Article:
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Exhibit exploring Iowa’s culinary heritage opens at Old Capitol Museum


The Land Provides
A traditional Czech lamb cake mold, spice jars and utensils from the kitchen of Norwegian immigrant Elizabeth Koren are among the objects featured. — photo courtesy of University of Iowa Pentacrest Museums

As part of their Food for Thought semester programming, the University of Iowa is hosting an opening reception for the exhibit The Land Provides: Iowa’s Culinary Heritage this evening from 5 – 7 p.m. at the Old Capitol Museum’s Hanson Humanities Gallery.

This exhibit showcases a range of objects that relate to cooking and agriculture in Iowa’s early years of statehood, with a distinctly immigrant perspective. It also includes profiles of several immigrants, the earliest of which is a Scottish immigrant who arrived in Cedar County in 1837.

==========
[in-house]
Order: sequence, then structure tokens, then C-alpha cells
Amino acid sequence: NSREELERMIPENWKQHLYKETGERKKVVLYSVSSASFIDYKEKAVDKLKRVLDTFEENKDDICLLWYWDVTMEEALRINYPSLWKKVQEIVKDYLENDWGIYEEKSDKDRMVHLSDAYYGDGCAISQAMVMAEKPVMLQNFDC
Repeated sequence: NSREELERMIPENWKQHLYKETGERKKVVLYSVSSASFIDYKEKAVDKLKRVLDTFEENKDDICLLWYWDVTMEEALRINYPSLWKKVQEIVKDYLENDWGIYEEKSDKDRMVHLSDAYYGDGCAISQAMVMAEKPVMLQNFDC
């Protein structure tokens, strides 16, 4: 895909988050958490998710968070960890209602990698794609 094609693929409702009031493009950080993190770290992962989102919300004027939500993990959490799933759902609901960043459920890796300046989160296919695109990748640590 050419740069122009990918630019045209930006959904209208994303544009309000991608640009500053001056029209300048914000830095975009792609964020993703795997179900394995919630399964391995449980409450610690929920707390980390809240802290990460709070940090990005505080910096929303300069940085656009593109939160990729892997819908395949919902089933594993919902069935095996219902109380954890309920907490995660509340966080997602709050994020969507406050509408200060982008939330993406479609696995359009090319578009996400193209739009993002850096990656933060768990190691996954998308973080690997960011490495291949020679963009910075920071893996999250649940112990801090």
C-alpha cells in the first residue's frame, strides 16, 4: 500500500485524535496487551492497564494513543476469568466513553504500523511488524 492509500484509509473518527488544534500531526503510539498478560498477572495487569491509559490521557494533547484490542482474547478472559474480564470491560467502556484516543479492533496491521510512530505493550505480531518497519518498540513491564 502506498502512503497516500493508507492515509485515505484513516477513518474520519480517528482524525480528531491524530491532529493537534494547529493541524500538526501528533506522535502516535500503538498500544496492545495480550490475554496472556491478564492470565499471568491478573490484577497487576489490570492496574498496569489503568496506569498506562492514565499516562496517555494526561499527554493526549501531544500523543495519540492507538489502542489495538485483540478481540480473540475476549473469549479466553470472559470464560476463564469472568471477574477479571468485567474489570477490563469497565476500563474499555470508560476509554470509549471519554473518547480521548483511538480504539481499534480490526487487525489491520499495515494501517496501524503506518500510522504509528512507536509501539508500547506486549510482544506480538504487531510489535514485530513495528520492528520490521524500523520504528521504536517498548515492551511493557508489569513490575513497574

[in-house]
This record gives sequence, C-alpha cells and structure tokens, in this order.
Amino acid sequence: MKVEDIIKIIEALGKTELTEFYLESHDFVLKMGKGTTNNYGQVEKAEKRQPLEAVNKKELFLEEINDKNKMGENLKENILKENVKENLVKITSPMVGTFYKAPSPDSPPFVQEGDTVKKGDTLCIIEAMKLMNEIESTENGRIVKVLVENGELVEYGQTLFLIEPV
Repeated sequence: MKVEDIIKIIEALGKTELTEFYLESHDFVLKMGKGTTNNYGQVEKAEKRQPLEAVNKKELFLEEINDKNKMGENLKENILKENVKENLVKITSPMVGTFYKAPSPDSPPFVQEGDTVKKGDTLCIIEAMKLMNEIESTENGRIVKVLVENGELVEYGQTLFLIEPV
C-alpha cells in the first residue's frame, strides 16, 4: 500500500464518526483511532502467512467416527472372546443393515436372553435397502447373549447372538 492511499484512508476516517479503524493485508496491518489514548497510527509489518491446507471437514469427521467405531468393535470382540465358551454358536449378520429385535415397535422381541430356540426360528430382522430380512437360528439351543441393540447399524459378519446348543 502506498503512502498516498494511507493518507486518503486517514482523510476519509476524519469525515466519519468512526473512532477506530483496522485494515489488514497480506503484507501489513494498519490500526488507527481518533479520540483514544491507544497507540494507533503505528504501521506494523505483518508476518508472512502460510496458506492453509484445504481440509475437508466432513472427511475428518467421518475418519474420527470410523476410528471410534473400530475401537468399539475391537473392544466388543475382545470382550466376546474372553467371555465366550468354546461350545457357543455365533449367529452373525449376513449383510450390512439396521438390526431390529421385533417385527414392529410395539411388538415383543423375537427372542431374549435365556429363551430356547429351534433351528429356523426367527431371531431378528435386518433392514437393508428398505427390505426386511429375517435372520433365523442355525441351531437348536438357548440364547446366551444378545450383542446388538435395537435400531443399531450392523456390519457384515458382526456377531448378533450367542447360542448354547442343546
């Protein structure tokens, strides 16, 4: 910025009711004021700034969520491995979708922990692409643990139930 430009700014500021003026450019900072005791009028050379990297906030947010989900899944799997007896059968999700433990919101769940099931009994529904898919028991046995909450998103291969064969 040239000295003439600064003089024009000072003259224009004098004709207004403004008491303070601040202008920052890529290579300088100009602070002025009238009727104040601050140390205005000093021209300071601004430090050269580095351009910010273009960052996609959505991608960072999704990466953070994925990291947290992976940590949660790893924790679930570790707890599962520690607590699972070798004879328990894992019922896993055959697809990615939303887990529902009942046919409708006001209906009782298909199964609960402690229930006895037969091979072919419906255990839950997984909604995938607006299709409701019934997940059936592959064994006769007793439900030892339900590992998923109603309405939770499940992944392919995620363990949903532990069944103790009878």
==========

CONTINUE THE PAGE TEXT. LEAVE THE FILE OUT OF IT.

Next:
“The way we relate to cooking has changed so significantly, and the way we relate to our food, too,” says Kathrine Moermond, education and outreach coordinator for the Old Capitol Museum. “Everything from making their own butter, to butchering pigs, to getting their own eggs, milking their own cows … food preparation was much more woven into their life.”

The University has partnered with several museums and historical societies around Iowa to bring together items for the exhibit. These include cooking implements typical of the period, such as a copper kettle, a large breadboard and a lard press, which was used to extract fat from meat trimmings so that early Iowa immigrants could make such things as soap and candles. There are also five early cookbooks from the UI Special Collections, the oldest being from the 1830s.

“[We want to] inspire the viewer to reassess their own relationship with food,” says Moermond. “We have a lot of excess … and [the exhibit] puts things in perspective.”

The opening exhibit and reception are free and open to the public and will offer snacks inspired by the pioneers profiled in the exhibit. For those who cannot make the reception this evening, The Land Provides goes through Aug. 1.


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